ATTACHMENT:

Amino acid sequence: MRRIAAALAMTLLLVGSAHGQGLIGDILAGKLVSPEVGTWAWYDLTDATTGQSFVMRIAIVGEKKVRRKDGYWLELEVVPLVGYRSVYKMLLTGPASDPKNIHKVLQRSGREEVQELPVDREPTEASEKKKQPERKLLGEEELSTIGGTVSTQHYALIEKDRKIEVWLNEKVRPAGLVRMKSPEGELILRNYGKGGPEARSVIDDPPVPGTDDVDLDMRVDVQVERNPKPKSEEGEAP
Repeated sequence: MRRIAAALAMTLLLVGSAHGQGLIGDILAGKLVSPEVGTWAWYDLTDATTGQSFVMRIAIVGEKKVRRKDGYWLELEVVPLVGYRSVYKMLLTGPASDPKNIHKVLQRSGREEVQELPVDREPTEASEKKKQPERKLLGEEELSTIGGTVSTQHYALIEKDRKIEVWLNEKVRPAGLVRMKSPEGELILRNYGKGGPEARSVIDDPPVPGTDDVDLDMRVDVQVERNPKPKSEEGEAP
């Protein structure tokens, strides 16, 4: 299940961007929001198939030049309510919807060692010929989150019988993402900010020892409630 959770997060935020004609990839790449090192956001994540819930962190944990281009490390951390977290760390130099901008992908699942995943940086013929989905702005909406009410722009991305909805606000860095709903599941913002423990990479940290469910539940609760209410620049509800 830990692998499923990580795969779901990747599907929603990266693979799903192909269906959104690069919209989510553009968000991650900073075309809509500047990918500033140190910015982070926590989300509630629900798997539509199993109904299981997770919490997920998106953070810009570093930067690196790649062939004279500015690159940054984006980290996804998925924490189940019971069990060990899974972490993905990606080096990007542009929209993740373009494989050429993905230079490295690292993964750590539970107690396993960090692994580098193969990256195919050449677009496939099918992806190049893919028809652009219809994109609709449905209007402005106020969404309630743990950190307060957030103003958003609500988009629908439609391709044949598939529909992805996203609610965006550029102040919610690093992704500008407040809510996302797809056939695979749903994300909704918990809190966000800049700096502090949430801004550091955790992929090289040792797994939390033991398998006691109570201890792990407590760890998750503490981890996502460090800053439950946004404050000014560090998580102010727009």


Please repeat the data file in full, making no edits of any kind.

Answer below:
Amino acid sequence: MRRIAAALAMTLLLVGSAHGQGLIGDILAGKLVSPEVGTWAWYDLTDATTGQSFVMRIAIVGEKKVRRKDGYWLELEVVPLVGYRSVYKMLLTGPASDPKNIHKVLQRSGREEVQELPVDREPTEASEKKKQPERKLLGEEELSTIGGTVSTQHYALIEKDRKIEVWLNEKVRPAGLVRMKSPEGELILRNYGKGGPEARSVIDDPPVPGTDDVDLDMRVDVQVERNPKPKSEEGEAP
Repeated sequence: MRRIAAALAMTLLLVGSAHGQGLIGDILAGKLVSPEVGTWAWYDLTDATTGQSFVMRIAIVGEKKVRRKDGYWLELEVVPLVGYRSVYKMLLTGPASDPKNIHKVLQRSGREEVQELPVDREPTEASEKKKQPERKLLGEEELSTIGGTVSTQHYALIEKDRKIEVWLNEKVRPAGLVRMKSPEGELILRNYGKGGPEARSVIDDPPVPGTDDVDLDMRVDVQVERNPKPKSEEGEAP
């Protein structure tokens, strides 16, 4: 299940961007929001198939030049309510919807060692010929989150019988993402900010020892409630 959770997060935020004609990839790449090192956001994540819930962190944990281009490390951390977290760390130099901008992908699942995943940086013929989905702005909406009410722009991305909805606000860095709903599941913002423990990479940290469910539940609760209410620049509800 830990692998499923990580795969779901990747599907929603990266693979799903192909269906959104690069919209989510553009968000991650900073075309809509500047990918500033140190910015982070926590989300509630629900798997539509199993109904299981997770919490997920998106953070810009570093930067690196790649062939004279500015690159940054984006980290996804998925924490189940019971069990060990899974972490993905990606080096990007542009929209993740373009494989050429993905230079490295690292993964750590539970107690396993960090692994580098193969990256195919050449677009496939099918992806190049893919028809652009219809994109609709449905209007402005106020969404309630743990950190307060957030103003958003609500988009629908439609391709044949598939529909992805996203609610965006550029102040919610690093992704500008407040809510996302797809056939695979749903994300909704918990809190966000800049700096502090949430801004550091955790992929090289040792797994939390033991398998006691109570201890792990407590760890998750503490981890996502460090800053439950946004404050000014560090998580102010727009």